Using Complex Event Processing (CEP) with Microsoft StreamInsight to Analyze Twitter Tweets 4: Reactive Programming

Reactive Programming with the Rx Extensions

Note: This post is one of a series, the overview can be found here: Complex Event Processing with StreamInsight

In this chapter we are going to look at the StreamInsight 2.1 approach. We analyze and try to understand the interfaces that we met at the end of the last post.

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We start by looking at where the different interfaces have their origin. This will give us clues on the functionality that they provide:

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IEnumerable<T>: The IEnumerable interface comes from .NET 2.0 and has been there forever. We use it to describe an enumerable collection of items. All the common collections in .NET, such as Lists, Arrays, Sets, etc. implement the IEnumerable interface. It enriches the collection with functionality and is required if you want to “foreach” over a collection.

IQueryable<T>: IQueryable is the dual to IEnumerable. It serves the same purpose, describing a collection that contains enumerable items. The difference lies in the implementation. IQueryable can be used to access a remote collection of items. The interface contains an abstraction of the functionality of IEnumerable that can be projected onto any remote system, if there is a matching query provider available.

IObservable<T>: The IObservable interface can be found in the .NET 4.0 namespace. It fits together with the IObserver<T> interface and can be used to push data from the observable object to the observer object. We use it to implement publish-subscribe.

IQbservable<T>: Probably the interface with the strangest name ever, right? By the way, the Q stands for “Query”, as in IQueryable. IQbservable is to IObservable what IQueryable is to IEnumerable. This means that we can use IQbservable to implement the push paradigm with an observer that resides on a remote system.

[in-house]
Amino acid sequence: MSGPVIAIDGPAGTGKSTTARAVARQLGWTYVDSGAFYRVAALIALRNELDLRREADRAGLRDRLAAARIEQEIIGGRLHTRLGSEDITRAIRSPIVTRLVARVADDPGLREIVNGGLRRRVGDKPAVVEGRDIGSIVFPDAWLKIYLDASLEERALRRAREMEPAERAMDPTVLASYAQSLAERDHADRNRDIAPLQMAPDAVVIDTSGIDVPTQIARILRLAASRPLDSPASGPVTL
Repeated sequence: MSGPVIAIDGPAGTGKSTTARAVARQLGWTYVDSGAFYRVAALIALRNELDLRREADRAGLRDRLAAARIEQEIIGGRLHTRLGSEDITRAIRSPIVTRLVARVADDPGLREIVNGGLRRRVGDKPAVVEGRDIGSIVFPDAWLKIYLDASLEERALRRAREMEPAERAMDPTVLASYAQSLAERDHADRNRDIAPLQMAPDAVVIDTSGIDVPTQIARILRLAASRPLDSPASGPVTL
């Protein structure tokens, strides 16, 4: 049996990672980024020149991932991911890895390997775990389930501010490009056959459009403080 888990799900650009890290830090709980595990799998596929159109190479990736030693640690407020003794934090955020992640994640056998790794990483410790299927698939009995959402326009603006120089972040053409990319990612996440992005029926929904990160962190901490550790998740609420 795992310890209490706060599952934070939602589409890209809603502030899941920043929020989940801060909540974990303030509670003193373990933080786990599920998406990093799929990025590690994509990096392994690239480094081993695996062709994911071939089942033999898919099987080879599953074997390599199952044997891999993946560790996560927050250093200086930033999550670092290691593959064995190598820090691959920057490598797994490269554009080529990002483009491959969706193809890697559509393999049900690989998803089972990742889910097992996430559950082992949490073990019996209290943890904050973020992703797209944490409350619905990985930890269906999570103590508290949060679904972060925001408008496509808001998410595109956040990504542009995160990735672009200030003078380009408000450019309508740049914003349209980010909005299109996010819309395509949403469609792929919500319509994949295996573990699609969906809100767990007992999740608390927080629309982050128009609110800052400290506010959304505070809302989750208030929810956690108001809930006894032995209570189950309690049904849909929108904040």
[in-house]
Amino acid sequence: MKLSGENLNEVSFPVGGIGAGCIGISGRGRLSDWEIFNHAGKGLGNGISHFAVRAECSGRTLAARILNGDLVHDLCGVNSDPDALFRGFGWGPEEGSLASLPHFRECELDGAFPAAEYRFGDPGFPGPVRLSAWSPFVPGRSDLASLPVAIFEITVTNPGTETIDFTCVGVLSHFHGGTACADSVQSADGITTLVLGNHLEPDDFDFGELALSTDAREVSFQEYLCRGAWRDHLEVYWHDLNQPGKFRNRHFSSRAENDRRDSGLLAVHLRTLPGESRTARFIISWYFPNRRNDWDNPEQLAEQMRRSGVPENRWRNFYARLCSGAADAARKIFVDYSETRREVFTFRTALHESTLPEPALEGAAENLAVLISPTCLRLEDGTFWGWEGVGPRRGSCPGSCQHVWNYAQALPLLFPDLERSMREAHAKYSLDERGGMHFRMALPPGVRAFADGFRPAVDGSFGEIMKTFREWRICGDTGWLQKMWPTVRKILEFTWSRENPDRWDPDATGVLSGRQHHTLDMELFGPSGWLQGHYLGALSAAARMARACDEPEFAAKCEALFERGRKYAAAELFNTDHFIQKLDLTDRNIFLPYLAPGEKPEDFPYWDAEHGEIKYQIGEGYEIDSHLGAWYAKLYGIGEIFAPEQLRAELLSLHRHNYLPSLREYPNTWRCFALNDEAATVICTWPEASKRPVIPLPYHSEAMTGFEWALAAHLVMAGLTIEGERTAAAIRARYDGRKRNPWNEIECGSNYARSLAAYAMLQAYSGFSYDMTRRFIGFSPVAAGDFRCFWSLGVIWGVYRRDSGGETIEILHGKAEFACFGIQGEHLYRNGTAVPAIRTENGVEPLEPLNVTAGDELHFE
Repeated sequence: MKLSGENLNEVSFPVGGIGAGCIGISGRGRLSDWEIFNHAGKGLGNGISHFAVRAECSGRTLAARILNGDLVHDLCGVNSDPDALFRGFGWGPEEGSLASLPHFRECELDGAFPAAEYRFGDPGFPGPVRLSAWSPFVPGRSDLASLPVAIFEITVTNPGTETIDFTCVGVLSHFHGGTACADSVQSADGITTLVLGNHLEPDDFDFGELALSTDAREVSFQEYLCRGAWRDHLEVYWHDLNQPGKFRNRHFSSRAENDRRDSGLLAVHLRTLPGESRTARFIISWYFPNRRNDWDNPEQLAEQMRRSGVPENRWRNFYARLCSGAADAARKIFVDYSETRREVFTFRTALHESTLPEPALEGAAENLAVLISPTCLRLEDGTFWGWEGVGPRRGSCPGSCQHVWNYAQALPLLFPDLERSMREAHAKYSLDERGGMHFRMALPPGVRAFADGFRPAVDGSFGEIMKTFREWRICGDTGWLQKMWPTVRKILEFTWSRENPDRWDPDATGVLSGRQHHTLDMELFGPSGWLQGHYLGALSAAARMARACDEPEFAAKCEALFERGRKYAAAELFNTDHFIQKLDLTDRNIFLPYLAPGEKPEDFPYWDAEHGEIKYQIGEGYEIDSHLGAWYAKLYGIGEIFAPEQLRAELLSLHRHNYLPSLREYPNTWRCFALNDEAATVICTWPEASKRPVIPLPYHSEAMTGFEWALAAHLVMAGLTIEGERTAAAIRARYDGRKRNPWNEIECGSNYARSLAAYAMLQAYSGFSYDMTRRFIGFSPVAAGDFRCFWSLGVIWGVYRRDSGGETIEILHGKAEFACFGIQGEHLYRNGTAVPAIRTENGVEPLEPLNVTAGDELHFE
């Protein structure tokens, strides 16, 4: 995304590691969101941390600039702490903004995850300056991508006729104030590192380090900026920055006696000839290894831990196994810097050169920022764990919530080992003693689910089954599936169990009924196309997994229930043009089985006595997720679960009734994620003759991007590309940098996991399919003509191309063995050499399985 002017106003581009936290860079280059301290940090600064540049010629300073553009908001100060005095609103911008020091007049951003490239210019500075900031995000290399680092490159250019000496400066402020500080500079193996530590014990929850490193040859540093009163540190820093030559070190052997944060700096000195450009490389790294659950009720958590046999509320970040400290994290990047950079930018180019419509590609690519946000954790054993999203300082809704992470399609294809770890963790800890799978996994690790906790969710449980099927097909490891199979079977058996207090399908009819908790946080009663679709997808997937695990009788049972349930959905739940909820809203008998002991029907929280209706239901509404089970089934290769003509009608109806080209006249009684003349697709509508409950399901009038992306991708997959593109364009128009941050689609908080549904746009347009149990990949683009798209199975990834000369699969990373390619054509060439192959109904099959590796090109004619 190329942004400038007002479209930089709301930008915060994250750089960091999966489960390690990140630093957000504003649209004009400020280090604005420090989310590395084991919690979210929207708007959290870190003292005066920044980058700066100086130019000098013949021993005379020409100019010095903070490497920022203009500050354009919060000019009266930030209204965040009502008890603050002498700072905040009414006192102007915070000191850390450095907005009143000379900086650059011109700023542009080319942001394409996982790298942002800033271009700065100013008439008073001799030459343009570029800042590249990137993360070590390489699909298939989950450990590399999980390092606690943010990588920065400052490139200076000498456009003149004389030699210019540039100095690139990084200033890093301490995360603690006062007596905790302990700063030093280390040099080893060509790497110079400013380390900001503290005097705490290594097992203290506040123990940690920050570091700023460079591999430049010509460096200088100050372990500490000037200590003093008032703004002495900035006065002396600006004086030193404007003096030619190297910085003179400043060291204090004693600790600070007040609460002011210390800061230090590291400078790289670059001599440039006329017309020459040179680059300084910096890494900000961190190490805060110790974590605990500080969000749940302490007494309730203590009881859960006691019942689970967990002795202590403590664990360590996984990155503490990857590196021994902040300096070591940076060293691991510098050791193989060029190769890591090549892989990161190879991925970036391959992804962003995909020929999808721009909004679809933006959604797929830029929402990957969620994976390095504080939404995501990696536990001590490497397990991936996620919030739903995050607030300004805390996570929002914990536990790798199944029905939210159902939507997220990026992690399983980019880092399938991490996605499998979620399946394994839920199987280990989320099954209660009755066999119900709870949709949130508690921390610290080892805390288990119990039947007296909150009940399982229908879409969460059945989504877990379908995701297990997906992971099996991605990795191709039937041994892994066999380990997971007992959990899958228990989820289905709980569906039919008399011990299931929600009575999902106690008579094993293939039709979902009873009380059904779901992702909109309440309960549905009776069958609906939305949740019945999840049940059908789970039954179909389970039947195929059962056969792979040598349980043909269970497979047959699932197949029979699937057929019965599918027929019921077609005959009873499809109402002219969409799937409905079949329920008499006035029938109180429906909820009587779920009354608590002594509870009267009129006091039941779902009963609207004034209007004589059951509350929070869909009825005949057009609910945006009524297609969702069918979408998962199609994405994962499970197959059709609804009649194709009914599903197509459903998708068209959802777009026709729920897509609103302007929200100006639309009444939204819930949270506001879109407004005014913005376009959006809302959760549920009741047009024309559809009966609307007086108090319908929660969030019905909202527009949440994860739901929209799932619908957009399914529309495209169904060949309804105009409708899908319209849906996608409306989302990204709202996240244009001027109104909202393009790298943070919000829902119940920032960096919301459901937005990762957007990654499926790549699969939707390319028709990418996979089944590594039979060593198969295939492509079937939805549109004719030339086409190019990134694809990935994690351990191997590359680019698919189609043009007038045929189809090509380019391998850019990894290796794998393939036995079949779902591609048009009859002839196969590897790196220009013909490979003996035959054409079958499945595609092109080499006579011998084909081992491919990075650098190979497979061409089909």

IQStreamable<T>: IQStreamable is the interface that StreamInsight uses to represent a data stream.

Let’s look at the interfaces from a functional viewpoint:

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On this image we can see how the interfaces are related in terms of PULL vs. PUSH and LOCAL vs. REMOTE.

Lets take a closer look at the difference in implementation of the PULL and the PUSH versions of the interfaces.

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We can see that IEnumerable defines a GetEnumerator() method. The enumerator contains methods to navigate through the items in the collection.

On the other hand, the IQueryable interface is much more abstract. It provides an expression and a queryprovider. The expression is a statement represented in the form of an expression tree. An expression  tree is an abstract construct that can represent a query such as the where clause in a LINQ statement.

The idea is that due to the abstract implementation of the expression, it can be sent to a remote system. On the remote system. The query provider is responsible for translating the expression into the language of the remote system. If we think about SqlServer, this might be SQL syntax.

We can see that the relation between IObservable and IQbservable has exactly the same purpose:

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The IObservable interface provides an OnNext() method. Recall that we use it for publish-subscribe purposes. The OnNext() method is the place where the Observable pushes the data to the Observer. The IQbservable represents the logic in an expression and a query provider for remote execution.